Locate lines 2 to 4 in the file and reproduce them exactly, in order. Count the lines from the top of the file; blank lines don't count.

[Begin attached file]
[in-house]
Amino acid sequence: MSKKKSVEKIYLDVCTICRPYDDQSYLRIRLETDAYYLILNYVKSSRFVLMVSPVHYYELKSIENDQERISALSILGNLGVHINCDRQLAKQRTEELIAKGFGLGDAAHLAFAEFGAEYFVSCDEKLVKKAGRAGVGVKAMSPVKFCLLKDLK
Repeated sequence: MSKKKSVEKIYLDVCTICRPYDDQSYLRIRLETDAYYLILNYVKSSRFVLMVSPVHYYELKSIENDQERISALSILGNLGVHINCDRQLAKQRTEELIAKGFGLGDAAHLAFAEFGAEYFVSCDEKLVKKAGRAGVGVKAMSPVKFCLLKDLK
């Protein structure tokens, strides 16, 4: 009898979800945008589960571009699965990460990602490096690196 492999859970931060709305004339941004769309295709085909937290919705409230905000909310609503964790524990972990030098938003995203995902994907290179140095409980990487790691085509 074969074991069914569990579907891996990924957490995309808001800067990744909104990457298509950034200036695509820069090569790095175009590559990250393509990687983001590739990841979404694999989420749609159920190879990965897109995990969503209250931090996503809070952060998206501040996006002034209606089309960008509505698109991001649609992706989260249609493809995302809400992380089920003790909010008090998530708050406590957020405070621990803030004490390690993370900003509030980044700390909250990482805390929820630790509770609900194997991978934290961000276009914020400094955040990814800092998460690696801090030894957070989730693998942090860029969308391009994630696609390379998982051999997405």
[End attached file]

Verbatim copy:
Amino acid sequence: MSKKKSVEKIYLDVCTICRPYDDQSYLRIRLETDAYYLILNYVKSSRFVLMVSPVHYYELKSIENDQERISALSILGNLGVHINCDRQLAKQRTEELIAKGFGLGDAAHLAFAEFGAEYFVSCDEKLVKKAGRAGVGVKAMSPVKFCLLKDLK
Repeated sequence: MSKKKSVEKIYLDVCTICRPYDDQSYLRIRLETDAYYLILNYVKSSRFVLMVSPVHYYELKSIENDQERISALSILGNLGVHINCDRQLAKQRTEELIAKGFGLGDAAHLAFAEFGAEYFVSCDEKLVKKAGRAGVGVKAMSPVKFCLLKDLK
């Protein structure tokens, strides 16, 4: 009898979800945008589960571009699965990460990602490096690196 492999859970931060709305004339941004769309295709085909937290919705409230905000909310609503964790524990972990030098938003995203995902994907290179140095409980990487790691085509 074969074991069914569990579907891996990924957490995309808001800067990744909104990457298509950034200036695509820069090569790095175009590559990250393509990687983001590739990841979404694999989420749609159920190879990965897109995990969503209250931090996503809070952060998206501040996006002034209606089309960008509505698109991001649609992706989260249609493809995302809400992380089920003790909010008090998530708050406590957020405070621990803030004490390690993370900003509030980044700390909250990482805390929820630790509770609900194997991978934290961000276009914020400094955040990814800092998460690696801090030894957070989730693998942090860029969308391009994630696609390379998982051999997405």